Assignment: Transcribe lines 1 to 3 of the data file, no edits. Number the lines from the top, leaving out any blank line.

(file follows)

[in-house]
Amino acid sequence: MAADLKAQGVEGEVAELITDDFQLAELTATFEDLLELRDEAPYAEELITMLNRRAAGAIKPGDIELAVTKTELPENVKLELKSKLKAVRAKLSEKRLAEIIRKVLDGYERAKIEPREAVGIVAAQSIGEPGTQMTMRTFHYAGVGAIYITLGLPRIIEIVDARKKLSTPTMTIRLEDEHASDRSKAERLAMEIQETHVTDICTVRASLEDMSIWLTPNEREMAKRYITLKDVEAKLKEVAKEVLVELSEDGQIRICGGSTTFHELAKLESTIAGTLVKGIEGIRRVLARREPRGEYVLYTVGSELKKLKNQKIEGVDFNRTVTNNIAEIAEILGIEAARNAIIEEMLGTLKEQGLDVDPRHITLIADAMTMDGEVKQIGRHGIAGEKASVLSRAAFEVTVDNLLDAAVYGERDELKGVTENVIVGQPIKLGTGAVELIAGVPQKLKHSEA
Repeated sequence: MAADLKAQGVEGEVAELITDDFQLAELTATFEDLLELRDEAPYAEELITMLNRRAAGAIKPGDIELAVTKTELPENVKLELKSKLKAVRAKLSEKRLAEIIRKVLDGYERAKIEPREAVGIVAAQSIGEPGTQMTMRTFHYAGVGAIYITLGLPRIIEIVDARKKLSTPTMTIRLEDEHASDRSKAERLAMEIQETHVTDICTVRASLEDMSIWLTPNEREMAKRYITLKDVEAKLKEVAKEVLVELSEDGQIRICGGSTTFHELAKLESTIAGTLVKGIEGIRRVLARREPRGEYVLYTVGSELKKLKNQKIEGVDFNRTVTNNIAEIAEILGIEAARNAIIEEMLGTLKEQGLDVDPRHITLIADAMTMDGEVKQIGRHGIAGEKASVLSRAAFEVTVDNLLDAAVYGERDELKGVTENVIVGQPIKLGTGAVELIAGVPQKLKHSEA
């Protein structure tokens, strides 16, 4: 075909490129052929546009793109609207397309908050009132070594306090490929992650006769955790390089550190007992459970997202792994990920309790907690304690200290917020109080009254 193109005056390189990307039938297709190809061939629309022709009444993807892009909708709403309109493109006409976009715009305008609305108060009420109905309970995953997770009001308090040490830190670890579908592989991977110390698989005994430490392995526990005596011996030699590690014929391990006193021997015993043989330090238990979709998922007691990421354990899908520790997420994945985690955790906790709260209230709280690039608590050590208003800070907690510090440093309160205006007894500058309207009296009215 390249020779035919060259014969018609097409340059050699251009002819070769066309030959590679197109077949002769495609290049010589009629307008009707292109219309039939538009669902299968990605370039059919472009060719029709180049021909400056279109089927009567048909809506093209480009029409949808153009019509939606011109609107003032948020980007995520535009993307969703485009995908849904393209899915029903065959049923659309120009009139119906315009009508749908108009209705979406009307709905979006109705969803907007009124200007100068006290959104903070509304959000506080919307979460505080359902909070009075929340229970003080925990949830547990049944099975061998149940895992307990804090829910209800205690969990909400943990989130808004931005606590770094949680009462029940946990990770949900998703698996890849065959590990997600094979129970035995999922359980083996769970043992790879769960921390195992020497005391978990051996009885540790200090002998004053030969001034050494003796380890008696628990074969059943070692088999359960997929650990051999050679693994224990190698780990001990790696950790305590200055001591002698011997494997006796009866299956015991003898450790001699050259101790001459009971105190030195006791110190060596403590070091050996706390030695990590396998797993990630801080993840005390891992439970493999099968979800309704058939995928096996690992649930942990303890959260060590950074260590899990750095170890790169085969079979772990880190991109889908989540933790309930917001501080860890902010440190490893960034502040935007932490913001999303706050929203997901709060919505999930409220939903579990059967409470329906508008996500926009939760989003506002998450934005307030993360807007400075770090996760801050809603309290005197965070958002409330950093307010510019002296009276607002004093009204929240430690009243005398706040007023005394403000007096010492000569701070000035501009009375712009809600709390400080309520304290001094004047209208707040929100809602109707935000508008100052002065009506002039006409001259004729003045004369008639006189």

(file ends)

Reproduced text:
[in-house]
Amino acid sequence: MAADLKAQGVEGEVAELITDDFQLAELTATFEDLLELRDEAPYAEELITMLNRRAAGAIKPGDIELAVTKTELPENVKLELKSKLKAVRAKLSEKRLAEIIRKVLDGYERAKIEPREAVGIVAAQSIGEPGTQMTMRTFHYAGVGAIYITLGLPRIIEIVDARKKLSTPTMTIRLEDEHASDRSKAERLAMEIQETHVTDICTVRASLEDMSIWLTPNEREMAKRYITLKDVEAKLKEVAKEVLVELSEDGQIRICGGSTTFHELAKLESTIAGTLVKGIEGIRRVLARREPRGEYVLYTVGSELKKLKNQKIEGVDFNRTVTNNIAEIAEILGIEAARNAIIEEMLGTLKEQGLDVDPRHITLIADAMTMDGEVKQIGRHGIAGEKASVLSRAAFEVTVDNLLDAAVYGERDELKGVTENVIVGQPIKLGTGAVELIAGVPQKLKHSEA
Repeated sequence: MAADLKAQGVEGEVAELITDDFQLAELTATFEDLLELRDEAPYAEELITMLNRRAAGAIKPGDIELAVTKTELPENVKLELKSKLKAVRAKLSEKRLAEIIRKVLDGYERAKIEPREAVGIVAAQSIGEPGTQMTMRTFHYAGVGAIYITLGLPRIIEIVDARKKLSTPTMTIRLEDEHASDRSKAERLAMEIQETHVTDICTVRASLEDMSIWLTPNEREMAKRYITLKDVEAKLKEVAKEVLVELSEDGQIRICGGSTTFHELAKLESTIAGTLVKGIEGIRRVLARREPRGEYVLYTVGSELKKLKNQKIEGVDFNRTVTNNIAEIAEILGIEAARNAIIEEMLGTLKEQGLDVDPRHITLIADAMTMDGEVKQIGRHGIAGEKASVLSRAAFEVTVDNLLDAAVYGERDELKGVTENVIVGQPIKLGTGAVELIAGVPQKLKHSEA